Abstract: Risky health behaviors such as smoking, drinking alcohol, drug use, unprotected sex, and poor diets and sedentary lifestyles (leading to obesity) are a major source of preventable deaths. This chapter overviews the theoretical frameworks for, and empirical evidence on, the economics of risky health behaviors. It describes traditional economic approaches emphasizing utility maximization that, under certain assumptions, result in Pareto-optimal outcomes and a limited role for policy interventions. It also details nontraditional models (e.g. involving hyperbolic time discounting or bounded rationality) that even without market imperfections can result in suboptimal outcomes for which government intervention has greater potential to increase social welfare. The chapter summarizes the literature on the consequences of risky health behaviors for economic outcomes such as medical care costs, educational attainment, employment, wages, and crime. It also reviews the research on policies and strategies with the potential to modify risky health behaviors, such as taxes or subsidies, cash incentives, restrictions on purchase and use, providing information and restricting advertising. The chapter concludes with suggestions for future research.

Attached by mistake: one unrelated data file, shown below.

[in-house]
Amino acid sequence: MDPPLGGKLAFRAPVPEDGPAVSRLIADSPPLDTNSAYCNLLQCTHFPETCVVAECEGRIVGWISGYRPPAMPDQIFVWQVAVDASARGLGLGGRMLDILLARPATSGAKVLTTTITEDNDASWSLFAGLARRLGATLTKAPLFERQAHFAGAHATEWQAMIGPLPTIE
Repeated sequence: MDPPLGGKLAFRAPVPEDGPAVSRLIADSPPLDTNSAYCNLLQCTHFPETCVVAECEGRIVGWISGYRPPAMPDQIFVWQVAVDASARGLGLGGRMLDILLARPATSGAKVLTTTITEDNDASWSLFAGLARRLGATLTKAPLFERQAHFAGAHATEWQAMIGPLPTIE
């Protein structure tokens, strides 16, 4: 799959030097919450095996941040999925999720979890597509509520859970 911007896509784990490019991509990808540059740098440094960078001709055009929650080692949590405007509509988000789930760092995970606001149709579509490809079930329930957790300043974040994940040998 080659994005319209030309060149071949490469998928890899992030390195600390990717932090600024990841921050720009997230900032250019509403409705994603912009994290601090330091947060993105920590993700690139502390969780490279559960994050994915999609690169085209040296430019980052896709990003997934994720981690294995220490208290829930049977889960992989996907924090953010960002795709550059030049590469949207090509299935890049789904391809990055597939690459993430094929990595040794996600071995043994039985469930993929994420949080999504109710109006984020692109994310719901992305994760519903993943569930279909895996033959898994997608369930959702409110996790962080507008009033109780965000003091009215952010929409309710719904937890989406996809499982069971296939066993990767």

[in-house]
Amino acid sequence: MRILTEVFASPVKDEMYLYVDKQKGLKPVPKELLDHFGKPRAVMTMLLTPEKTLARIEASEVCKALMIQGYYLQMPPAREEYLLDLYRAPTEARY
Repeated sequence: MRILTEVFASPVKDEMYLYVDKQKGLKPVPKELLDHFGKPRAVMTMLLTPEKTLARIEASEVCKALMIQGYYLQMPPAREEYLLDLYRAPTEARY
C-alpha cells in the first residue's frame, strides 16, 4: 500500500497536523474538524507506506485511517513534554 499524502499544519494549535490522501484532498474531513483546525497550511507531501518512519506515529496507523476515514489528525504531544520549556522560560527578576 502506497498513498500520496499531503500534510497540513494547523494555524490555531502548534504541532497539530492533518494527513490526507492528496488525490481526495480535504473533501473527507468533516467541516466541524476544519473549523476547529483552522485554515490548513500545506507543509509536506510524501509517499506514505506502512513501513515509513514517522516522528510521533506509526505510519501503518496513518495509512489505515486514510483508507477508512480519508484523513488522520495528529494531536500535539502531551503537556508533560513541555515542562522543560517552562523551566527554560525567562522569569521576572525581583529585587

JEL: D01 D1 D6 D83 D87 H2 I1 I18 I20 J1 Q18
    Date: 2011–05
  7. By: YAMAMOTO Isamu
    Abstract: Using Japanese longitudinal data from the Keio Household Panel Survey 2004-2010, this paper focuses on those who work involuntarily as non-regular workers because they could not secure jobs as regular employees. Our findings are as follows: First, the majority of non-regular workers are categorized as voluntary although the number of involuntary non-regular workers is not negligible—about 1.5 times more than that of the unemployed. Second, more involuntary non-regular workers are found among non-married workers, those in their 20s or 40-50s, contract and temporary agency workers, transport and machine-operation workers, or manufacturing process workers. Third, judging from the selection and transition behavior among labor force status, involuntary non-regular workers have more similarity with unemployed persons and less similarity with voluntary non-regular workers. Fourth, the measured mental health index indicates that the stress levels of non-regular workers, unemployed persons, and non-workers are higher than that of regular employees. After controlling for individual heterogeneity and endogeneity of the labor force status, however, only involuntary non-regular workers and unemployed persons show to have higher stress levels than regular employees. It is interpreted that involuntary non-regular workers as well as unemployed persons are worse off due to the demand-side constraints, and they are therefore likely to face mental health illness compared with regular employees or voluntary non-regular workers.
    Date: 2011–04